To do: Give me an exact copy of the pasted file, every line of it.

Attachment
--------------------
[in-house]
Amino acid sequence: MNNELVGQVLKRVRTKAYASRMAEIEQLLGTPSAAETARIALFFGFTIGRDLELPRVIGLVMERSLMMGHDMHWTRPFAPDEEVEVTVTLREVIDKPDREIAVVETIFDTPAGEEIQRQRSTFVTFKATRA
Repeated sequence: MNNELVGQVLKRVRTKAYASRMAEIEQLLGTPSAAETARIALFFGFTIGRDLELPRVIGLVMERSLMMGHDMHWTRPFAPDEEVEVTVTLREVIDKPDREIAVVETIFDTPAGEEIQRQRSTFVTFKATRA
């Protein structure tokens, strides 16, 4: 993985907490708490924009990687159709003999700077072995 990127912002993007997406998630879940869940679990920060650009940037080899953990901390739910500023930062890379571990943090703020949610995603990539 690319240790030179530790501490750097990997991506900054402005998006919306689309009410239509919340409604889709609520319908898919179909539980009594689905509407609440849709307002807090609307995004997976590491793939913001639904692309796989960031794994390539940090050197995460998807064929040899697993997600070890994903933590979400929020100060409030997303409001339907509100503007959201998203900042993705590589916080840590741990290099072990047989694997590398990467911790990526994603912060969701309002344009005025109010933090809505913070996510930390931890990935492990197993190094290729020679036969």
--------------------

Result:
[in-house]
Amino acid sequence: MNNELVGQVLKRVRTKAYASRMAEIEQLLGTPSAAETARIALFFGFTIGRDLELPRVIGLVMERSLMMGHDMHWTRPFAPDEEVEVTVTLREVIDKPDREIAVVETIFDTPAGEEIQRQRSTFVTFKATRA
Repeated sequence: MNNELVGQVLKRVRTKAYASRMAEIEQLLGTPSAAETARIALFFGFTIGRDLELPRVIGLVMERSLMMGHDMHWTRPFAPDEEVEVTVTLREVIDKPDREIAVVETIFDTPAGEEIQRQRSTFVTFKATRA
């Protein structure tokens, strides 16, 4: 993985907490708490924009990687159709003999700077072995 990127912002993007997406998630879940869940679990920060650009940037080899953990901390739910500023930062890379571990943090703020949610995603990539 690319240790030179530790501490750097990997991506900054402005998006919306689309009410239509919340409604889709609520319908898919179909539980009594689905509407609440849709307002807090609307995004997976590491793939913001639904692309796989960031794994390539940090050197995460998807064929040899697993997600070890994903933590979400929020100060409030997303409001339907509100503007959201998203900042993705590589916080840590741990290099072990047989694997590398990467911790990526994603912060969701309002344009005025109010933090809505913070996510930390931890990935492990197993190094290729020679036969």